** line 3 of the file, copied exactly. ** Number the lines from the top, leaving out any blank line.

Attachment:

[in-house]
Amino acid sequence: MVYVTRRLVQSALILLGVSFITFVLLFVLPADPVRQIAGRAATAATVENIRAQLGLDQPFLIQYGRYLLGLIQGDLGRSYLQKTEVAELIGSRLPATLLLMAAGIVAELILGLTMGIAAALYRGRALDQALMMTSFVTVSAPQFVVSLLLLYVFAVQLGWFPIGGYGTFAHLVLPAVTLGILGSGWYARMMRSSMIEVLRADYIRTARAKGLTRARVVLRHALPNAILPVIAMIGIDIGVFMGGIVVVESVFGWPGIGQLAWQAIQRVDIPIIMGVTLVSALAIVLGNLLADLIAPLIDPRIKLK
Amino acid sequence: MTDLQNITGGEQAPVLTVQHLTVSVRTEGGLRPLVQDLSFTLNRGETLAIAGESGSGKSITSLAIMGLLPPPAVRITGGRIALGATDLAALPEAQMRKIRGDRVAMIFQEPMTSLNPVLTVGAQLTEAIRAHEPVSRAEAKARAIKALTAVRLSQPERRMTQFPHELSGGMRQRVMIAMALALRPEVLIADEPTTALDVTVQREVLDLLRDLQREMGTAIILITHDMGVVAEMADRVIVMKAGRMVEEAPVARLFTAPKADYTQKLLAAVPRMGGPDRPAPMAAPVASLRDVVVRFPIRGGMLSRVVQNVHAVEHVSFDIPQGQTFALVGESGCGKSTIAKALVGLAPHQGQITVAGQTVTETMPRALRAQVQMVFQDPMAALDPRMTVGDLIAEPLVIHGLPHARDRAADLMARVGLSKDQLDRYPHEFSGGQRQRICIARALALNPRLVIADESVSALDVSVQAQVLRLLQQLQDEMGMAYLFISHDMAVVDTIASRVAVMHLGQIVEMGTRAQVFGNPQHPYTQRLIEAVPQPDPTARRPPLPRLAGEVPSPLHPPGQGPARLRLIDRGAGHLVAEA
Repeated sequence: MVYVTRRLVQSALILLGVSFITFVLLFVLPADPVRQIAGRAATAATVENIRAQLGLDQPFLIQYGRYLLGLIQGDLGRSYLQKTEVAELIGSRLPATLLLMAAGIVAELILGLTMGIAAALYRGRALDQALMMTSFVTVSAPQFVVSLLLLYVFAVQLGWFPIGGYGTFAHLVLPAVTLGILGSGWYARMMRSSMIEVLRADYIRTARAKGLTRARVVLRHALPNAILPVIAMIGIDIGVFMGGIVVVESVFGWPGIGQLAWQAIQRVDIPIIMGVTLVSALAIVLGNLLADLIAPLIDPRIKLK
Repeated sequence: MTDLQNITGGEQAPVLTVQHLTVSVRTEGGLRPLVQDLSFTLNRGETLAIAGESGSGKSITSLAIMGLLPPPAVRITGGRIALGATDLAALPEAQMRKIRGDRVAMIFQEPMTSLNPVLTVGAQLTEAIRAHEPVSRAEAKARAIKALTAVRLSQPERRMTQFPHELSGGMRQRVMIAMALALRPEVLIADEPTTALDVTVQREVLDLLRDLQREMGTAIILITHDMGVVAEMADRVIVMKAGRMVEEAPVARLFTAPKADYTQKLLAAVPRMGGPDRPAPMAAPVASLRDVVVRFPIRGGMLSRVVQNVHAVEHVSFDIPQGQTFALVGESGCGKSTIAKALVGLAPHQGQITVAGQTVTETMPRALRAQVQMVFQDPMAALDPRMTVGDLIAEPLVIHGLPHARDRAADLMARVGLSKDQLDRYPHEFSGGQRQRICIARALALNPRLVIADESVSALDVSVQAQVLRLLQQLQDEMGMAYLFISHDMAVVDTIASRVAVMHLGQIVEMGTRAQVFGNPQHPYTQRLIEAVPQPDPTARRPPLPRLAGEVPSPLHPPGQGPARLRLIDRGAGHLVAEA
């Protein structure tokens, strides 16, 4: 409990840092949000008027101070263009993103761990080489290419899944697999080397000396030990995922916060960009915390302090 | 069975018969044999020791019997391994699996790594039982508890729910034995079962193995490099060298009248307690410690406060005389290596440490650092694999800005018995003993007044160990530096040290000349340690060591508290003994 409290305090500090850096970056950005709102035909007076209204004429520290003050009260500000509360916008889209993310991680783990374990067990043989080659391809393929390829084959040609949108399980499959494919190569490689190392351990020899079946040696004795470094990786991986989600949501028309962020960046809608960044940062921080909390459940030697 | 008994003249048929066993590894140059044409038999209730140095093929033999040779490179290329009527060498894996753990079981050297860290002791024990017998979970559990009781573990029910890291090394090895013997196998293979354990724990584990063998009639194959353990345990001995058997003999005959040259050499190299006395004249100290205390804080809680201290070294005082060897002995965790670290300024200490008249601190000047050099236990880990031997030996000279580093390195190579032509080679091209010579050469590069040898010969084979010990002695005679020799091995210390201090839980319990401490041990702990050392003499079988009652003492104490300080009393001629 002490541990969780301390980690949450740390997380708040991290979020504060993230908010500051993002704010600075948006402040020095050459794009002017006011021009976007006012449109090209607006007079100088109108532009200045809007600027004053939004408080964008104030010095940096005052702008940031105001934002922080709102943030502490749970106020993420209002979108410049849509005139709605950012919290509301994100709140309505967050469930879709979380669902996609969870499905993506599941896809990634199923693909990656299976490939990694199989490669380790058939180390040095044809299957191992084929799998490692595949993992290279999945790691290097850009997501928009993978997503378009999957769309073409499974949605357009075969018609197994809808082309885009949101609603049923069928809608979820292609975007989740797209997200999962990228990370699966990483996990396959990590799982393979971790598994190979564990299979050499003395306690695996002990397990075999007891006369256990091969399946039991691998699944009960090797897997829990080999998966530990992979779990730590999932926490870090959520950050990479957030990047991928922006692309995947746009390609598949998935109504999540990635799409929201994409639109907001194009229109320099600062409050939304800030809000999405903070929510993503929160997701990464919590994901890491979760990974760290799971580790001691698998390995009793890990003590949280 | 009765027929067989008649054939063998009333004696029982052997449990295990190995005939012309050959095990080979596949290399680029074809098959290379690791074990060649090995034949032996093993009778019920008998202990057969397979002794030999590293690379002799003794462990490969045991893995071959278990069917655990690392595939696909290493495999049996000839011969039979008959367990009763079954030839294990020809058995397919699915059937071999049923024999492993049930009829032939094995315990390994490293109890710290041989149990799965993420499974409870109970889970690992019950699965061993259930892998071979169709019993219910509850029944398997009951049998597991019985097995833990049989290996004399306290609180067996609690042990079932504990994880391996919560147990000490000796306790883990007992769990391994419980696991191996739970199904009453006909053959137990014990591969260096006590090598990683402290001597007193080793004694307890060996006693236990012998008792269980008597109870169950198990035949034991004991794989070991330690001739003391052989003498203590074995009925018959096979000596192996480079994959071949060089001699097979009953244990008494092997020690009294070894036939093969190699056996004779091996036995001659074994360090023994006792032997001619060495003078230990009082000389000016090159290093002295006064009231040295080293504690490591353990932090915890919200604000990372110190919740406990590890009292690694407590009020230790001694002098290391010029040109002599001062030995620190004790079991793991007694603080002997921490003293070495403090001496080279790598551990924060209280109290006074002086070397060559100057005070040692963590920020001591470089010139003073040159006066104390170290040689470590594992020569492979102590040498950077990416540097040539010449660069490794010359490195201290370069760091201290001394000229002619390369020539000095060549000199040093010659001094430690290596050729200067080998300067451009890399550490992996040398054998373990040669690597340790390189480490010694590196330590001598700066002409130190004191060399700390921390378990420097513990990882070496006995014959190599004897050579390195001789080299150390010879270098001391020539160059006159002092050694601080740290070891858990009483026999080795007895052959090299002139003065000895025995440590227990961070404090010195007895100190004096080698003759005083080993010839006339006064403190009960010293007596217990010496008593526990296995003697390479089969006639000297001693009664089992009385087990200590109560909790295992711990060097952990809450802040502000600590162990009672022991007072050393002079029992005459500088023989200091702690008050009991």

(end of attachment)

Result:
Amino acid sequence: MTDLQNITGGEQAPVLTVQHLTVSVRTEGGLRPLVQDLSFTLNRGETLAIAGESGSGKSITSLAIMGLLPPPAVRITGGRIALGATDLAALPEAQMRKIRGDRVAMIFQEPMTSLNPVLTVGAQLTEAIRAHEPVSRAEAKARAIKALTAVRLSQPERRMTQFPHELSGGMRQRVMIAMALALRPEVLIADEPTTALDVTVQREVLDLLRDLQREMGTAIILITHDMGVVAEMADRVIVMKAGRMVEEAPVARLFTAPKADYTQKLLAAVPRMGGPDRPAPMAAPVASLRDVVVRFPIRGGMLSRVVQNVHAVEHVSFDIPQGQTFALVGESGCGKSTIAKALVGLAPHQGQITVAGQTVTETMPRALRAQVQMVFQDPMAALDPRMTVGDLIAEPLVIHGLPHARDRAADLMARVGLSKDQLDRYPHEFSGGQRQRICIARALALNPRLVIADESVSALDVSVQAQVLRLLQQLQDEMGMAYLFISHDMAVVDTIASRVAVMHLGQIVEMGTRAQVFGNPQHPYTQRLIEAVPQPDPTARRPPLPRLAGEVPSPLHPPGQGPARLRLIDRGAGHLVAEA